Fall Books
This week's stories | Home Page
Issue Date:  October 6, 2006

By Debby Applegate
Doubleday, 384 pages, $27.95
Lionized in his own time, half-forgotten in ours


In prose as vivid as her subject’s personality, historian Debby Applegate narrates the life of Henry Ward Beecher (1813-87) in this solidly researched and well-written biography. In her skilled hands, Beecher’s life becomes a lens through which to view a time of unprecedented change in America’s religious, political and social life. Ms. Applegate deftly weaves in information on the settling of the West, slavery and abolition, presidential politics, the Civil War, and women’s rights -- all issues that concerned Beecher and his family -- with concise explanations of intellectual and social history.

Henry Ward Beecher was, for most of his career, the charismatic and successful pastor of Brooklyn’s Plymouth Church, a gifted orator at a time when public speaking was a source of both popular entertainment and social influence. He was also a vain and ambitious man with a need for adulation that his wife could not, or would not, provide. His vanity and self-pity led to reckless seductive behavior with women in his congregation, frequently the wives of his wealthy friends. Despite persistent rumors (“I am reliably assured that Beecher preached to seven or eight mistresses every Sunday evening”), he remained so popular with his congregation that he survived an 1864 civil trial for adultery. (It ended, after six months, in a hung jury.)

Ms. Applegate offers a sensitive treatment of Henry Ward Beecher’s religious journey from the Calvinism of his youth, with its “burden of original sin ... compounded by the capriciousness of salvation” to a “vision of Christ as a lover sent down to ease the burdens of mankind.”

Ms. Applegate writes, “Mainstream Christianity is so deeply infused with the rhetoric of Christ’s love that most Americans can imagine nothing else, and have no appreciation or memory of the revolution wrought by Beecher and his peers.”

It was all the more remarkable that this therapeutic understanding of religion (“Christianity did not exist for the glory of God ... but for the pleasure and health of mankind”) would be shaped by a son of the influential minister Lyman Beecher (1775-1863.) Henry’s early religious struggles with the “heavy psychological toll” of Calvinism led, “in his darker moods ... into a cycle of shame and self-loathing, which, in turn, bred discouragement, skepticism, and secret resistance.” Shortly before his 1837 ordination, however, Beecher had a religious breakthrough, concluding that God was “parental, not governmental; medicinal, not punitive; and salvation came from love rather than obedience to the law.”

As a young, newly married minister, his romantic dream of being a missionary was tested against the poverty of Lawrenceburgh, Ind., but it was there that he learned to preach through close observation of his more successful Methodist peers. A wonderfully social man, he rarely, if ever, made pastoral visits, but delighted in friendships with people in all walks and classes of life. After two years he left Lawrenceburgh for Indianapolis, and in 1847 went to Brooklyn Heights, where he would remain until his death.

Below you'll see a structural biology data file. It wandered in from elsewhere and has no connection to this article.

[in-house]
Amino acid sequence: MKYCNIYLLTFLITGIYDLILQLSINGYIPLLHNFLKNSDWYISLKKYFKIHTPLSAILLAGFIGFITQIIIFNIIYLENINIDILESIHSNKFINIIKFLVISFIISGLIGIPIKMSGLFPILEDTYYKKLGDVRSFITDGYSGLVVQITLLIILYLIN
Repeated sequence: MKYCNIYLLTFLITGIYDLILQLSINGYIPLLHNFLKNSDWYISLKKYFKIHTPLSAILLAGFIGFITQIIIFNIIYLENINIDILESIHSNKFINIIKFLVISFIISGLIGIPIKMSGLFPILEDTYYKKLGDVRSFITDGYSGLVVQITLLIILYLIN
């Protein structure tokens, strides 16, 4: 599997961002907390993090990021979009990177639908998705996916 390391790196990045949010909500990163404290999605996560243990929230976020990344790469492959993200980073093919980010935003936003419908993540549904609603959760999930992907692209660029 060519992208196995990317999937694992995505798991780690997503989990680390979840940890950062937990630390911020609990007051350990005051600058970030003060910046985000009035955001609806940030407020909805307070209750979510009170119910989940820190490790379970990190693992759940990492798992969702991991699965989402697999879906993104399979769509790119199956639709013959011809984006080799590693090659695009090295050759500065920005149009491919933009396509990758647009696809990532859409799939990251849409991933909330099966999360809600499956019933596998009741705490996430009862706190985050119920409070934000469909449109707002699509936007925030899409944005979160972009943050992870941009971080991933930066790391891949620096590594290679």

He may have shed Lyman Beecher’s theology, but he remained his father’s son in the way he responded to contentious public issues. In 1832 Lyman Beecher had assumed the presidency of Lane Theological Seminary in Cincinnati. When Henry began his studies there two years later, the seminary was divided, as was Presbyterianism, by disputes that, ostensibly about theology, were actually about slavery. Henry kept to the “moderate middle” of the slavery question. “He [had] inherited his father’s political temperament. He shied away from the grand revolutionaries, leaning instead toward the conservative gradual reformism.”

Beecher would struggle with a lifelong tension between conscience and expediency. “His progressive, crusading instinct warred against his conservative tendency to claim the middle ground.” New York City’s financial wealth was tied to the Southern economy and its working class was a “sea of Southern sympathizers,” but Plymouth Church was solidly antislavery. Beecher organized mock slave auctions to purchase the freedom of slaves, raised money for rifles (“Beecher’s Bibles”) to send to antislavery settlers in Kansas, and through his extensive writings and speeches helped to frame the religious response to slavery.

“His painful awareness of his own weaknesses and his ongoing battle to overcome them were the wellspring of his great and lasting contribution to American life: the all-forgiving Gospel of Love” that he preached through “an era of bewildering change and fratricidal war.” After Beecher’s death “it became fashionable to dismiss him as a soft-headed sentimentalist” but Ms. Applegate argues that he was “a consummate realist, who preached the consolations of love precisely because he was so keenly aware of the world’s inevitable pain and alienation.”

Debby Applegate may not succeed in convincing everyone that Henry Ward Beecher was, or deserved to be, “the most famous man in America,” but she offers an insightful analysis of a period that shaped (and in some ways continues to shape) American political and religious life. Ironically, she achieves this through a clarity of focus that the frequently undisciplined Henry Ward Beecher lacked, a quality that made his life so tumultuous and thus so representative of 19th-century America.

Rachelle Linner, a librarian and writer, lives in Boston.

National Catholic Reporter, October 6, 2006

This Week's Stories | Home Page | Top of Page
Copyright  © The National Catholic Reporter Publishing  Company, 115 E. Armour Blvd., Kansas City, MO   64111
All rights reserved.
TEL:  816-531-0538     FAX:  1-816-968-2280   Send comments about this Web site to:  webkeeper@natcath.org